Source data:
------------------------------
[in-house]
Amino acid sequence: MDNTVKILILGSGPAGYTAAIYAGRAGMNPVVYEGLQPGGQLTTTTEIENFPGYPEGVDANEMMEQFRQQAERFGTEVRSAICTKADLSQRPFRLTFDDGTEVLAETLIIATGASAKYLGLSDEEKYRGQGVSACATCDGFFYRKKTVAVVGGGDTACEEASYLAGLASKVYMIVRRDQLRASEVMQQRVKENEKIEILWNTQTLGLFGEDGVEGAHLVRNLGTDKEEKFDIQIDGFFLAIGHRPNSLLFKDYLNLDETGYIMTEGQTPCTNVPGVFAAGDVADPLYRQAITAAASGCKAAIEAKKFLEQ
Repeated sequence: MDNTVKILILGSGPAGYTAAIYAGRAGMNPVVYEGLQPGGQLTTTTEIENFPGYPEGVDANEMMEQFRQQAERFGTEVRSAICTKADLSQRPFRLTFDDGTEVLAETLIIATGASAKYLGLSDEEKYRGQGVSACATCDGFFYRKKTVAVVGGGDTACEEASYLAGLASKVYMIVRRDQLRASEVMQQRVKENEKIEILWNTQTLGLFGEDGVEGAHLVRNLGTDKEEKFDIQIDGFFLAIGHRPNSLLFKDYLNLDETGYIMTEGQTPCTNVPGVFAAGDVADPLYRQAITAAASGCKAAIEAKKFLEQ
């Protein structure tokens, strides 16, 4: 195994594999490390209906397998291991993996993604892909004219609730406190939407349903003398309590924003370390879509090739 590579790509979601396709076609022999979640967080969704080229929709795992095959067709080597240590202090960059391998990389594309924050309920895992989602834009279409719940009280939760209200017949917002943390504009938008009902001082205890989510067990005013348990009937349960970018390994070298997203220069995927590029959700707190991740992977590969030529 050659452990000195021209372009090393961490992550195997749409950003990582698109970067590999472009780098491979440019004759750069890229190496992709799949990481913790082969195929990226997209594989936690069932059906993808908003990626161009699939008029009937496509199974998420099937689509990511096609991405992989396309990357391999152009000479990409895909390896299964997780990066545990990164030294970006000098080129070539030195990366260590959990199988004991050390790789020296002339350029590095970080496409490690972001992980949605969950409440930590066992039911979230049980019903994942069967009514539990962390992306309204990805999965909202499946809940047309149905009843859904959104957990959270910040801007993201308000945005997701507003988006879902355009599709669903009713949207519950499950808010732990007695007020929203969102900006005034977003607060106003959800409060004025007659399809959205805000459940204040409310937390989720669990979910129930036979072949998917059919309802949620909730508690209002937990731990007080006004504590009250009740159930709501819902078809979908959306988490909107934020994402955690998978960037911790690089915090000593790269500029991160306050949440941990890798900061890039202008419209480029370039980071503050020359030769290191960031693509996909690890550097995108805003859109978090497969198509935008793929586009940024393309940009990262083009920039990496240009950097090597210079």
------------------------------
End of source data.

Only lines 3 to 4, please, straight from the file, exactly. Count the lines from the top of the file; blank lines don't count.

Repeated sequence: MDNTVKILILGSGPAGYTAAIYAGRAGMNPVVYEGLQPGGQLTTTTEIENFPGYPEGVDANEMMEQFRQQAERFGTEVRSAICTKADLSQRPFRLTFDDGTEVLAETLIIATGASAKYLGLSDEEKYRGQGVSACATCDGFFYRKKTVAVVGGGDTACEEASYLAGLASKVYMIVRRDQLRASEVMQQRVKENEKIEILWNTQTLGLFGEDGVEGAHLVRNLGTDKEEKFDIQIDGFFLAIGHRPNSLLFKDYLNLDETGYIMTEGQTPCTNVPGVFAAGDVADPLYRQAITAAASGCKAAIEAKKFLEQ
């Protein structure tokens, strides 16, 4: 195994594999490390209906397998291991993996993604892909004219609730406190939407349903003398309590924003370390879509090739 590579790509979601396709076609022999979640967080969704080229929709795992095959067709080597240590202090960059391998990389594309924050309920895992989602834009279409719940009280939760209200017949917002943390504009938008009902001082205890989510067990005013348990009937349960970018390994070298997203220069995927590029959700707190991740992977590969030529 050659452990000195021209372009090393961490992550195997749409950003990582698109970067590999472009780098491979440019004759750069890229190496992709799949990481913790082969195929990226997209594989936690069932059906993808908003990626161009699939008029009937496509199974998420099937689509990511096609991405992989396309990357391999152009000479990409895909390896299964997780990066545990990164030294970006000098080129070539030195990366260590959990199988004991050390790789020296002339350029590095970080496409490690972001992980949605969950409440930590066992039911979230049980019903994942069967009514539990962390992306309204990805999965909202499946809940047309149905009843859904959104957990959270910040801007993201308000945005997701507003988006879902355009599709669903009713949207519950499950808010732990007695007020929203969102900006005034977003607060106003959800409060004025007659399809959205805000459940204040409310937390989720669990979910129930036979072949998917059919309802949620909730508690209002937990731990007080006004504590009250009740159930709501819902078809979908959306988490909107934020994402955690998978960037911790690089915090000593790269500029991160306050949440941990890798900061890039202008419209480029370039980071503050020359030769290191960031693509996909690890550097995108805003859109978090497969198509935008793929586009940024393309940009990262083009920039990496240009950097090597210079």